The Baltimore County Council voted last night to add some legal firepower in fighting a proposal to relocate more than 1,300 families from inner-city public housing to the more affluent suburbs.
The last-minute request from County Executive C. A. Dutch Ruppersberger III to hire outside counsel was the county's latest move to stop a proposed settlement of a housing discrimination suit between Baltimore and the American Civil Liberties Union.
The tentative settlement would end an ACLU suit filed against Baltimore and involving the U.S. Department of Housing and Urban Development. The ACLU charges that for 60 years public housing tenants have been intentionally segregated.
The proposed settlement, announced last week, would provide rent subsidies to 1,342 public-housing families for use in predominantly white areas. The plan would affect not only Baltimore County but other suburban counties as well.
Mr. Ruppersberger, who has vowed to stop the settlement "any way I can," is fearful that an influx of poor families would overwhelm efforts to revitalize the county's older, poorer communities.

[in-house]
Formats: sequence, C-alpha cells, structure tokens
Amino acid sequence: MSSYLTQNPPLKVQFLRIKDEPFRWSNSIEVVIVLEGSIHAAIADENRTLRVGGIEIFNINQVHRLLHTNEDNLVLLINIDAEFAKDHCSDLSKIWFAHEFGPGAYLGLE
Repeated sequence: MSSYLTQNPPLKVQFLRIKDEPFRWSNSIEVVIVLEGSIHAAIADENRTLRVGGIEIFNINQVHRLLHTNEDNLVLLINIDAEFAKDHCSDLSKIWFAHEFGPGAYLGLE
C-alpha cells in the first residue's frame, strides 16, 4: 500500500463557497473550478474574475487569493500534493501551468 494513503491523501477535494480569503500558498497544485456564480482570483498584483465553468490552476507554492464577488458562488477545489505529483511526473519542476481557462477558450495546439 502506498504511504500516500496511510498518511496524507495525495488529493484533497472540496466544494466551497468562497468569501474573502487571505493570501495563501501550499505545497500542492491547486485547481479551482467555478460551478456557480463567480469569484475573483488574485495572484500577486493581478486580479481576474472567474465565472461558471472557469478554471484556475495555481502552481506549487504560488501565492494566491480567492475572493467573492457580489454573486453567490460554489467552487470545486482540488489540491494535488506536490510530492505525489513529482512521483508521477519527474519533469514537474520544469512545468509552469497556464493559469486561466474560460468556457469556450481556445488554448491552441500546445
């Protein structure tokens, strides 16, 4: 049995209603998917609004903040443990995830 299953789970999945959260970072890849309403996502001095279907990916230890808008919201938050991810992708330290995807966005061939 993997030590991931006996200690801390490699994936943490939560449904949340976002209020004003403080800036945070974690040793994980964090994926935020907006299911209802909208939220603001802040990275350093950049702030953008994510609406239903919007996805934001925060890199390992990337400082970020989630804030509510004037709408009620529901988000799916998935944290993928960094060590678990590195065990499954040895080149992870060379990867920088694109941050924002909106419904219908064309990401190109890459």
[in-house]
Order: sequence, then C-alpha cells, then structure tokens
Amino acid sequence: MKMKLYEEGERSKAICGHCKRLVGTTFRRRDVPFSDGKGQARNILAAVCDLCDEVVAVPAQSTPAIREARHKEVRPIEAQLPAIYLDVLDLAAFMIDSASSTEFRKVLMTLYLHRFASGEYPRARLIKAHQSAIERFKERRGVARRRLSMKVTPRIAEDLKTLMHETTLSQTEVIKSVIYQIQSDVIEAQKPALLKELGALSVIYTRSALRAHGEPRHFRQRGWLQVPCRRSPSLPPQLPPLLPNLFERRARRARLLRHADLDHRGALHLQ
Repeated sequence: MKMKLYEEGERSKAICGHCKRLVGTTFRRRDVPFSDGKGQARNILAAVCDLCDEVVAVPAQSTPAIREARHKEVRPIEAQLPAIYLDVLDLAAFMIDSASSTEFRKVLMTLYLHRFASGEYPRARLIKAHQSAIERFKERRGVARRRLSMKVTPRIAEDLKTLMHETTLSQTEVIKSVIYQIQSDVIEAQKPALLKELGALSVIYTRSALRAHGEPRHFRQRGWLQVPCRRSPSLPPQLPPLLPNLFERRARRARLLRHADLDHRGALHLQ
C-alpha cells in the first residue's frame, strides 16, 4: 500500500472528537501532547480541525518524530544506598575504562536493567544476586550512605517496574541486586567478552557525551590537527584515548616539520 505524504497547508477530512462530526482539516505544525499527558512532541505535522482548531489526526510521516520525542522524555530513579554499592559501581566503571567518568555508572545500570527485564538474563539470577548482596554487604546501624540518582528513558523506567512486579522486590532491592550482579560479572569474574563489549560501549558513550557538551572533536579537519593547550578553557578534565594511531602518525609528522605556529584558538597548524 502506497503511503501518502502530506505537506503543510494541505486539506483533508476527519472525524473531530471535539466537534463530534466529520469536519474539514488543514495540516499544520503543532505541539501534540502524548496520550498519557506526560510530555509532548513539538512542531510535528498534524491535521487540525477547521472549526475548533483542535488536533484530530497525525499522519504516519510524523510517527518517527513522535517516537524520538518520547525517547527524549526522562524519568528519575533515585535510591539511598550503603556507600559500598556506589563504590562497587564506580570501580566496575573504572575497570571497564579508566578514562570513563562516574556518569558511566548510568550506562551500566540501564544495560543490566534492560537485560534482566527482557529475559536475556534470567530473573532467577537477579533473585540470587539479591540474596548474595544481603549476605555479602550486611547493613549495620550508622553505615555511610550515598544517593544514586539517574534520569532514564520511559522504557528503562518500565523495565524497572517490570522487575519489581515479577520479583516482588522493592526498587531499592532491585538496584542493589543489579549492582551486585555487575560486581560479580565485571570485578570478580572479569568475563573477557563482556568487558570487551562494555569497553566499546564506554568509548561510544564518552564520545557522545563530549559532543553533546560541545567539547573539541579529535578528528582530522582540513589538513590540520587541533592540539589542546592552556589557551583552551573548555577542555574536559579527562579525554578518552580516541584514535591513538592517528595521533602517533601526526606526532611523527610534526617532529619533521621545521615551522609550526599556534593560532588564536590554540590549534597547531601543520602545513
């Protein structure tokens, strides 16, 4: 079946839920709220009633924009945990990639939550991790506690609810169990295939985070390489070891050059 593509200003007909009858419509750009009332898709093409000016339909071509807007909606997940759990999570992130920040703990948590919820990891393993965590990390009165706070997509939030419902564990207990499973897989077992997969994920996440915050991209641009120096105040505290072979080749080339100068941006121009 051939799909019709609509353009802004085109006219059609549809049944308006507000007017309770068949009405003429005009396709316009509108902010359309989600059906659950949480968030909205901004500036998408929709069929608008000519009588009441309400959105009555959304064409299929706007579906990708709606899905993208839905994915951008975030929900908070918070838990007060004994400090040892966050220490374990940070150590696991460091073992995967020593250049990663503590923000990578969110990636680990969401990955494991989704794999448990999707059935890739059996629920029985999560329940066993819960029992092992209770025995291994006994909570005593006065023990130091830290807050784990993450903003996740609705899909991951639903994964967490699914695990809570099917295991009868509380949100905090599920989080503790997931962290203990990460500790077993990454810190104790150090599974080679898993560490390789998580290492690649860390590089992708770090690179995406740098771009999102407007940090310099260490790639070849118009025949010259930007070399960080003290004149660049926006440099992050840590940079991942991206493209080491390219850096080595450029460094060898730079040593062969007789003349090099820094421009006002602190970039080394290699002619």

Late last week, an angry Mr. Ruppersberger asked the county's congressional delegation to intervene with HUD -- which has to OK any settlement -- and force the department to arrange a meeting with suburban officials.
Michael H. Davis, a top Ruppersberger aide, said yesterday that the administration would seek outside counsel with expertise in federal fair housing law. He said the county had not focused on any one law firm, but added that the legal expertise probably would come from attorneys in Washington.
Councilman Stephen G. "Samuel" Moxley, a Catonsville Democrat, said he is worried that fear and racial tensions could rise because not enough is known about the effect of the settlement on communities and "if outside legal advice can help give us the answers, we need to move quickly."
The emergency approval limits the county to spending up to $15,000 in fees for the outside help.
County administration officials are still smarting over being left out of any discussion on the tentative settlement.
Their ire rose further over the weekend, after a meeting with city Housing Commissioner Daniel P. Henson III.
"We were told that the city was going to work on a strategy to deal with this on a regional basis," said Mr. Davis. "And we were told that once this strategy was worked out, they would let us know. It's the same old thing -- they'll dictate to us and we have no say."
But a Howard County housing official saw Friday's meeting differently. "I had the feeling that the city would welcome our input into the process as soon as officials there were close to a final settlement," said housing administrator Leonard S. Vaughan.